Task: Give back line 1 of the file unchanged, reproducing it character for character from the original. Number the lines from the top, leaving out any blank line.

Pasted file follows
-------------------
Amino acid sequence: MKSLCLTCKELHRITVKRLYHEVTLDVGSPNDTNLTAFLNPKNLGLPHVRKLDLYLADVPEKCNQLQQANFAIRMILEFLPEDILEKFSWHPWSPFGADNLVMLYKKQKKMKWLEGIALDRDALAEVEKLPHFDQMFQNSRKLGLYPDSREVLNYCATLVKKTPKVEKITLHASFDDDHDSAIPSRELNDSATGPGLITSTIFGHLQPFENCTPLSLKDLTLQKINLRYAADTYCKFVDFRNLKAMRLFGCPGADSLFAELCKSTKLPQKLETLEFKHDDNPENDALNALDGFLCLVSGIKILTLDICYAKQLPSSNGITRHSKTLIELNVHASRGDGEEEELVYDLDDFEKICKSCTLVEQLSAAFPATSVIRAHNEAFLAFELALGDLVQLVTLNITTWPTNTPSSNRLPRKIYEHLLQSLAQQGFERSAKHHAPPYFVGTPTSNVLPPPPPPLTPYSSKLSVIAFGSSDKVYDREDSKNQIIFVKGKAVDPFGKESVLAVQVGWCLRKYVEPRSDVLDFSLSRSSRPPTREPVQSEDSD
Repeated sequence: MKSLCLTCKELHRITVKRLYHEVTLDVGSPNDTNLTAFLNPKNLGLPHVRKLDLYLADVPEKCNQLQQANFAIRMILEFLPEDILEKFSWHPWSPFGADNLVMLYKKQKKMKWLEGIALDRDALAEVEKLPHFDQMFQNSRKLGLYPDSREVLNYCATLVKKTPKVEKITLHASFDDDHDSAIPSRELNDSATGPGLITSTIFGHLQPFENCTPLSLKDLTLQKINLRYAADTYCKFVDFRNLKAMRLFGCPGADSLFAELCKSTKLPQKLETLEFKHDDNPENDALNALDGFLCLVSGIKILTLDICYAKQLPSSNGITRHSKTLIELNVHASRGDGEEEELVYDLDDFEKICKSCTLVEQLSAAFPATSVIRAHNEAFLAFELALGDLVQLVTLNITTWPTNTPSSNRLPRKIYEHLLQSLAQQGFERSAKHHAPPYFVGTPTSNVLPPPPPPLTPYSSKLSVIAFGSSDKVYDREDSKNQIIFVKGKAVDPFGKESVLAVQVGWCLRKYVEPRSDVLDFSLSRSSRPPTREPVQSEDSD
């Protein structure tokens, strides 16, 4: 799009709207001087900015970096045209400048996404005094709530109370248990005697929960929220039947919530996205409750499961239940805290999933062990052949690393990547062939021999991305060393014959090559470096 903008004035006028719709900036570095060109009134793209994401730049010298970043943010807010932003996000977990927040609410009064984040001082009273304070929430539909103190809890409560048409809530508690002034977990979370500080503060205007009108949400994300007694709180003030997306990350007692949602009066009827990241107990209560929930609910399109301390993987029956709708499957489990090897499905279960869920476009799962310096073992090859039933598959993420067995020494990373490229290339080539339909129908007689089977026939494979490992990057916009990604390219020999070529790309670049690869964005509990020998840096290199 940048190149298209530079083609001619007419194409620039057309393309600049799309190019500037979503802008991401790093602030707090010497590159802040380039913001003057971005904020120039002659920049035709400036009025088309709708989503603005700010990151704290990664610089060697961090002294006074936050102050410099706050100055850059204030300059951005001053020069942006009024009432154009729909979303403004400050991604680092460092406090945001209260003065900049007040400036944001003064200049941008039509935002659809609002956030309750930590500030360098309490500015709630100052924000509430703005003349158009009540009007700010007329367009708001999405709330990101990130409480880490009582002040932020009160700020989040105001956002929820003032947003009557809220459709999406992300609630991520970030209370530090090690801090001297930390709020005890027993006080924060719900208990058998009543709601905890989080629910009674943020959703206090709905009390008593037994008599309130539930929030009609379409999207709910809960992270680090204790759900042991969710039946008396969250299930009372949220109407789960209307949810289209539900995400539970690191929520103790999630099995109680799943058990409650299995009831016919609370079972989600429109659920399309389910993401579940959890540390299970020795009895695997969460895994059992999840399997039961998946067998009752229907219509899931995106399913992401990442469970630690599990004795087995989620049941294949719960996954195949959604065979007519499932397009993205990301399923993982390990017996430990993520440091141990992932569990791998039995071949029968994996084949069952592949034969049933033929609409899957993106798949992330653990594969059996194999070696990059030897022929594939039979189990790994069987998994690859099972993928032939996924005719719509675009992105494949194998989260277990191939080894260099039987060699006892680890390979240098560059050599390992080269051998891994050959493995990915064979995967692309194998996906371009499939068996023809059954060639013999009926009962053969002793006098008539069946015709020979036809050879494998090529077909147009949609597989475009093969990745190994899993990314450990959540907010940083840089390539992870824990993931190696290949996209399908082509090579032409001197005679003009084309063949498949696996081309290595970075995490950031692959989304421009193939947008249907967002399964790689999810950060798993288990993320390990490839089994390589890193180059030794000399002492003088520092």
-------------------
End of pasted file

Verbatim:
Amino acid sequence: MKSLCLTCKELHRITVKRLYHEVTLDVGSPNDTNLTAFLNPKNLGLPHVRKLDLYLADVPEKCNQLQQANFAIRMILEFLPEDILEKFSWHPWSPFGADNLVMLYKKQKKMKWLEGIALDRDALAEVEKLPHFDQMFQNSRKLGLYPDSREVLNYCATLVKKTPKVEKITLHASFDDDHDSAIPSRELNDSATGPGLITSTIFGHLQPFENCTPLSLKDLTLQKINLRYAADTYCKFVDFRNLKAMRLFGCPGADSLFAELCKSTKLPQKLETLEFKHDDNPENDALNALDGFLCLVSGIKILTLDICYAKQLPSSNGITRHSKTLIELNVHASRGDGEEEELVYDLDDFEKICKSCTLVEQLSAAFPATSVIRAHNEAFLAFELALGDLVQLVTLNITTWPTNTPSSNRLPRKIYEHLLQSLAQQGFERSAKHHAPPYFVGTPTSNVLPPPPPPLTPYSSKLSVIAFGSSDKVYDREDSKNQIIFVKGKAVDPFGKESVLAVQVGWCLRKYVEPRSDVLDFSLSRSSRPPTREPVQSEDSD